COLUMBUS, Ohio – Researchers at The Ohio State University Medical Center have shown in lab tests that a new type of diabetes medication can not only lower blood sugar, it can also improve cardiovascular disease, a frequent complication for those living with type 2 diabetes.
This study was recently published by the American Heart Association’s journal Circulation.
Dr. Sanjay Rajagopalan, the John W. Wolfe Professor of Cardiovascular Medicine and director for vascular research at Ohio State’s Medical Center, and his team tested a new form of a gliptin, a class of drugs that inhibit the protein dipeptidyl-peptidase 4 (DPP-4), which plays a role in glucose metabolism. In the study, lab mice were fed either a normal or high fat diet. They were further divided into groups receiving treatment with a placebo or the drug alogliptin, which is not yet approved by the U.S. Food and Drug Administration.
Results from the study show, compared to animals on a normal diet or a high fat diet and placebo, those on the high fat diet and drug treatment saw significant improvements in blood glucose as well as systolic blood pressure and visceral fat inflammation. Additionally, cholesterol and triglyceride levels dropped approximately 30 percent and circulating markers for inflammation were reduced by 50 percent.
Rajagopalan says that gliptins may have additional anti-inflammatory properties, a property previously unrecognized. These effects are likely important because inflammation is a key pathological principle in diabetes and atherosclerosis, which is the process of hardening of the arteries due to a buildup of fatty plaque.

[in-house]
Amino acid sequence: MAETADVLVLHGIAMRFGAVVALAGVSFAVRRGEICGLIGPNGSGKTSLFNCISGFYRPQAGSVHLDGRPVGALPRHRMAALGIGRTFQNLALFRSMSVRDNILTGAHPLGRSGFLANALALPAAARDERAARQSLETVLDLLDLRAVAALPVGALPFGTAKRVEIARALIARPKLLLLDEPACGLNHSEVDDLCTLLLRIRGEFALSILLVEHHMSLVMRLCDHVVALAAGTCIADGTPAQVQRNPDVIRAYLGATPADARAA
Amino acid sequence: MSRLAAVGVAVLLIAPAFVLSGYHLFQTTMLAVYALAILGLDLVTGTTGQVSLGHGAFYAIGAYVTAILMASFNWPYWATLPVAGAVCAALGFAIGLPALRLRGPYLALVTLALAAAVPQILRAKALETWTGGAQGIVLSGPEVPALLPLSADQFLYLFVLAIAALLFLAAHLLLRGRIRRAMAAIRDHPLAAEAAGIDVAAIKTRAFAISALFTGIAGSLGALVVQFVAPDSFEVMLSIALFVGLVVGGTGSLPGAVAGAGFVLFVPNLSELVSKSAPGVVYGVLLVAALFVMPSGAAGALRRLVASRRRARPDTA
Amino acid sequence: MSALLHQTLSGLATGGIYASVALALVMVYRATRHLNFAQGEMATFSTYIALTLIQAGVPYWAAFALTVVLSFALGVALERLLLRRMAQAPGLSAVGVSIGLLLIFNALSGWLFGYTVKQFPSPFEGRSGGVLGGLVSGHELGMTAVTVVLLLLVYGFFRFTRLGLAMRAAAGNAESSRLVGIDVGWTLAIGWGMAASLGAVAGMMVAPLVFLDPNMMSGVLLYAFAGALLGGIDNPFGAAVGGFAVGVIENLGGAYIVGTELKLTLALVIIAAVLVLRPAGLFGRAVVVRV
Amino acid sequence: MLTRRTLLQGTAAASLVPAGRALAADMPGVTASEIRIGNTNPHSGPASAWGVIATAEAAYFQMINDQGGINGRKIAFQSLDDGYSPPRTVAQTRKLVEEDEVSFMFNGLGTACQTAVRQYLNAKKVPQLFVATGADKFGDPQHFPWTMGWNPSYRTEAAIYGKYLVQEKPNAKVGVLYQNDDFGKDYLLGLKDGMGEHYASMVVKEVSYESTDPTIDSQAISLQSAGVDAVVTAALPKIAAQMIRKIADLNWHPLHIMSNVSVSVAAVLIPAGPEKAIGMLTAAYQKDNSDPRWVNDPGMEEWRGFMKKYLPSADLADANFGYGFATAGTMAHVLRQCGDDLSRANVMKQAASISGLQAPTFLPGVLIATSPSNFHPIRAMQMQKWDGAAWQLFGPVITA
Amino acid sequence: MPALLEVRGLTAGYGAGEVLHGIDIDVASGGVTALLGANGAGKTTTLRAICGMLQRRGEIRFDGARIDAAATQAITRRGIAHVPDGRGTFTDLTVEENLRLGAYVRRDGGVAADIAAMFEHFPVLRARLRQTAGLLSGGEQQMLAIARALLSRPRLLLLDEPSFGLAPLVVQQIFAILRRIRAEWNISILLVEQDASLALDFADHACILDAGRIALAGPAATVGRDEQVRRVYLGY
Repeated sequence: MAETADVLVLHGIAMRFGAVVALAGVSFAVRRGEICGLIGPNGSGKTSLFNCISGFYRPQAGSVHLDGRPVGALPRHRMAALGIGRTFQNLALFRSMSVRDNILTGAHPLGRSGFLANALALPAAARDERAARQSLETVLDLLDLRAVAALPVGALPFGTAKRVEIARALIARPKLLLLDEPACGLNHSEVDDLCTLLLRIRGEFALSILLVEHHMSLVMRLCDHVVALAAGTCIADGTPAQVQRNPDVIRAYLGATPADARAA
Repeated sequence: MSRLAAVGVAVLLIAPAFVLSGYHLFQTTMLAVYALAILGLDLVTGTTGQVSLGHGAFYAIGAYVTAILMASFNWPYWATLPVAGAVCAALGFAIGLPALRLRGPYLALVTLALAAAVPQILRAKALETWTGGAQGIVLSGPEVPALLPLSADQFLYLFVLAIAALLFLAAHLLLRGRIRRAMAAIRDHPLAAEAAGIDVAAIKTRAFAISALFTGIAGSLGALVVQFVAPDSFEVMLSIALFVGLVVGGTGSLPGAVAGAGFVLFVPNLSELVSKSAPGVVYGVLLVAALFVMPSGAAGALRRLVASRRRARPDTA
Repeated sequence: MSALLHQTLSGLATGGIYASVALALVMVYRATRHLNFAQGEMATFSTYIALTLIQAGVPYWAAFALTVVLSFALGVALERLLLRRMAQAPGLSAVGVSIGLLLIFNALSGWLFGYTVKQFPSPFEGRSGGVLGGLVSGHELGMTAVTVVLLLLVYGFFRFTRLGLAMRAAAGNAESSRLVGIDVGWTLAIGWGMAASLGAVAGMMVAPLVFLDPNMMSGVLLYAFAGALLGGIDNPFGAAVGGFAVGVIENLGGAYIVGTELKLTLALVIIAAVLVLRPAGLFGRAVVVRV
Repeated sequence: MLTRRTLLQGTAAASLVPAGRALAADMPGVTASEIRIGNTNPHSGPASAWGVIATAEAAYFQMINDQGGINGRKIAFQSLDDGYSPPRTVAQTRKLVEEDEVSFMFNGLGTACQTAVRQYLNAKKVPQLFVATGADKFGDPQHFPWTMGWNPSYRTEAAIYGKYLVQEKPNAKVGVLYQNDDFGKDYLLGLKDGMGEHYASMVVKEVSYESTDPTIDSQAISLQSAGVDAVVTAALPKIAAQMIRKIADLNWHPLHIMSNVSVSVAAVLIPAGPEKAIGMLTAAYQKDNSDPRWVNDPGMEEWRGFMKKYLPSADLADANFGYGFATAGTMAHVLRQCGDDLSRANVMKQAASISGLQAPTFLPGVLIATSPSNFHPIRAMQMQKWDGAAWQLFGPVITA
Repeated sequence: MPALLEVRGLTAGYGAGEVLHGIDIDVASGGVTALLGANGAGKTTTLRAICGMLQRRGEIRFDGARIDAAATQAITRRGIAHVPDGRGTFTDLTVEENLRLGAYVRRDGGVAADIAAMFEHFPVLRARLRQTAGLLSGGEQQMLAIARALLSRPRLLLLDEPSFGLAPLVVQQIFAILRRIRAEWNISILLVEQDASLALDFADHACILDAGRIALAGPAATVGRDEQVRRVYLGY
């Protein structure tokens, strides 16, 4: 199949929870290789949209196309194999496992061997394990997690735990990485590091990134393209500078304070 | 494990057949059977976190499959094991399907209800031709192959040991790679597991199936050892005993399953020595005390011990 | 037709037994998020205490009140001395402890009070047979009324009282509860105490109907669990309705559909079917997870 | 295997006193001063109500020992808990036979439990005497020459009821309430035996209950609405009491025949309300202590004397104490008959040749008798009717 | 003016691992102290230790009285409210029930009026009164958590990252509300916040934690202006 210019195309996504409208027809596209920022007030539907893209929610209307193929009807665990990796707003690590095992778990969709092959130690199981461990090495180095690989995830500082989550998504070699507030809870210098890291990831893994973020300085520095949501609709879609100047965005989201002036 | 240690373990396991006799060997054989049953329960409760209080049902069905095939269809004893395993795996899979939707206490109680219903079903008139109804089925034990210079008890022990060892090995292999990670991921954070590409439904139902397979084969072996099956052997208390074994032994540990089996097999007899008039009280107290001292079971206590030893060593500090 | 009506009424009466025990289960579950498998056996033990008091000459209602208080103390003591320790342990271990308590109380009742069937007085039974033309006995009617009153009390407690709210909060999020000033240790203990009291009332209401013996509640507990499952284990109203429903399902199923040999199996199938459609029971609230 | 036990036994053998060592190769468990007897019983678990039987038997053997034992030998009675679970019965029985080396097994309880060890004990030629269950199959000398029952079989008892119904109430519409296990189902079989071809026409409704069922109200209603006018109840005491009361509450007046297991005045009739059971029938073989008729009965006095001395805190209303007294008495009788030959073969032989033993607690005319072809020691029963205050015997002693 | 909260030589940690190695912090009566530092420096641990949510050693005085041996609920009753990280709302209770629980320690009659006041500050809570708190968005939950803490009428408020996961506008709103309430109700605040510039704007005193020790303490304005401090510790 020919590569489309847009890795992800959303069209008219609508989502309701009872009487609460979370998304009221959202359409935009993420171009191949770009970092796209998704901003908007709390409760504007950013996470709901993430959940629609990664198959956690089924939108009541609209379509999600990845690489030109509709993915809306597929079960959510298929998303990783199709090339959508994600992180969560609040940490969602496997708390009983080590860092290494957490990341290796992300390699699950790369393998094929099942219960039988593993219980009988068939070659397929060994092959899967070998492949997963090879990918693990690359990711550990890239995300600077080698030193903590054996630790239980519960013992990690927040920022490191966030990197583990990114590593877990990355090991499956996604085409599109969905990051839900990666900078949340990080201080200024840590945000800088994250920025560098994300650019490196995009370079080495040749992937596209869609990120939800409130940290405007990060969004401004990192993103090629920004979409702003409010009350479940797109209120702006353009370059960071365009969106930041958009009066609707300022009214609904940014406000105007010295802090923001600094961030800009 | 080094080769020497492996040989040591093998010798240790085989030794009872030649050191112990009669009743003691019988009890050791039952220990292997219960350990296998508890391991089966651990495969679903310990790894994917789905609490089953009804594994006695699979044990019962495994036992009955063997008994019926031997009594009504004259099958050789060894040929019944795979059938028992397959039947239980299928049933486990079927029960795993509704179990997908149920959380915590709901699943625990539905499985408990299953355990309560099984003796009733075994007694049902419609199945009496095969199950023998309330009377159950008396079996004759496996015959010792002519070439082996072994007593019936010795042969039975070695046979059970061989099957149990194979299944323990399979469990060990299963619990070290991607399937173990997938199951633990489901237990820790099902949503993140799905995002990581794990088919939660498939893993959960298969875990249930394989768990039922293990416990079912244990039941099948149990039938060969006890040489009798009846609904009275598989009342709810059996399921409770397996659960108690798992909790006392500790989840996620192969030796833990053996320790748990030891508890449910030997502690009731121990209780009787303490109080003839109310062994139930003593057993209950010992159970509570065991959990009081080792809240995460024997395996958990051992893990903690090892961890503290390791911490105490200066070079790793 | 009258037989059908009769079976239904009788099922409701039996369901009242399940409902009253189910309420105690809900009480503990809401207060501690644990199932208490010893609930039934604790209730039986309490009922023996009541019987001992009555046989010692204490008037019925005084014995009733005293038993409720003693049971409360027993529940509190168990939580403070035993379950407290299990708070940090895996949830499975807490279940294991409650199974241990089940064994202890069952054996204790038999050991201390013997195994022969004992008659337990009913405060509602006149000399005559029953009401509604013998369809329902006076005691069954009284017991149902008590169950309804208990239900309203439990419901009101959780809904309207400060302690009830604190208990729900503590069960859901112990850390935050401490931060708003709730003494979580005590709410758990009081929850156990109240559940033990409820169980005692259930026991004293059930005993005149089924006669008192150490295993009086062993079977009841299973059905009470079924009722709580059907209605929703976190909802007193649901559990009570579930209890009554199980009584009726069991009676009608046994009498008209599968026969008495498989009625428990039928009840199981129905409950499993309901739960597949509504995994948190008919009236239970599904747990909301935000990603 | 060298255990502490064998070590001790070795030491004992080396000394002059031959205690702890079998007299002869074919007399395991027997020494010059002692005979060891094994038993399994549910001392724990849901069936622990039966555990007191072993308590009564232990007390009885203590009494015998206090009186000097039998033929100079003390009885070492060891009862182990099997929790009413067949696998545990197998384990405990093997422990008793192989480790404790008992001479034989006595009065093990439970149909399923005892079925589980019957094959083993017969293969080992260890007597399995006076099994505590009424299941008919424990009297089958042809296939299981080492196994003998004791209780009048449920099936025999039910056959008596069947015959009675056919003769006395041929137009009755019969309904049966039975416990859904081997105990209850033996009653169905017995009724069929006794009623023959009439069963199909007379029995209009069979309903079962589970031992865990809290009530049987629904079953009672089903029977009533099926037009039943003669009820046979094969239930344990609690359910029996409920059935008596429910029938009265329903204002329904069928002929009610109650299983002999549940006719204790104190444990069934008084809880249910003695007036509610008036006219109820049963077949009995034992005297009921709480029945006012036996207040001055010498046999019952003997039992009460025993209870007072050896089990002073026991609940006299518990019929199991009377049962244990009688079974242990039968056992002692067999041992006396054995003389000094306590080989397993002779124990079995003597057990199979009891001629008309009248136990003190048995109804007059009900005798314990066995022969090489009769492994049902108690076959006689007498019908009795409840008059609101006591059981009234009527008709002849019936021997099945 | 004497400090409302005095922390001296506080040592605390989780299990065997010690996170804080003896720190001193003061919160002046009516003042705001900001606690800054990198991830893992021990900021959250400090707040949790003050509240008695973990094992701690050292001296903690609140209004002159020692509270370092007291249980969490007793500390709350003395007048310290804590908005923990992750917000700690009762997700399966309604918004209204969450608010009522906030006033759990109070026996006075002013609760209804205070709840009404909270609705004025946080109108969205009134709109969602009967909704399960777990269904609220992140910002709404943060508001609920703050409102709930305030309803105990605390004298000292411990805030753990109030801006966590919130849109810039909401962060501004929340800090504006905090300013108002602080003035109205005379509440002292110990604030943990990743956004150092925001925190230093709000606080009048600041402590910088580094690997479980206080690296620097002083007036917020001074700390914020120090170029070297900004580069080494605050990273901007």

“We were pleasantly surprised by the magnitude of change in the treated verses non-treated animals. We believe this opens a new area of investigation into how inflammation and DPP-4 impact diabetes and cardiovascular disease,” says Rajagopalan. “This research could also have implications for the treatment of other inflammatory diseases.”
While this study is one of the first to show alogliptin can reduce risk factors for atherosclerosis and other cardiovascular complications, a national phase III trial is currently underway to evaluate the drug’s cardiovascular effects in patients with type 2 diabetes.
“The incidence of diabetes is growing rapidly worldwide. Right now one in ten Americans has it. Within 40 years, that number is expected to be one in three. About half of those people will die from cardiovascular complications brought on by the diabetes, so we need medications that address both diseases,” says Rajagopalan.
This research was funded by grants from the National Institutes of Health. Takeda Pharmaceuticals, manufacturer of alogliptin, provided an educational grant to Dr. Rajagopalan and supplied the drug for the study.
Other Ohio State researchers involved in the study are Jeffrey Deiuliis, Jixin Zhong, Zhekang Ying, Xiaohua Xu, Bo Lu, Dr. Susan Moffatt-Bruce, Qinghua Sun, Georgeta Mihai and Andrei Maiseyeu.
Contact: Marti Leitch, Medical Center Public Affairs and Media Relations, 614-293-3737 or Marti.Leitch@osumc.edu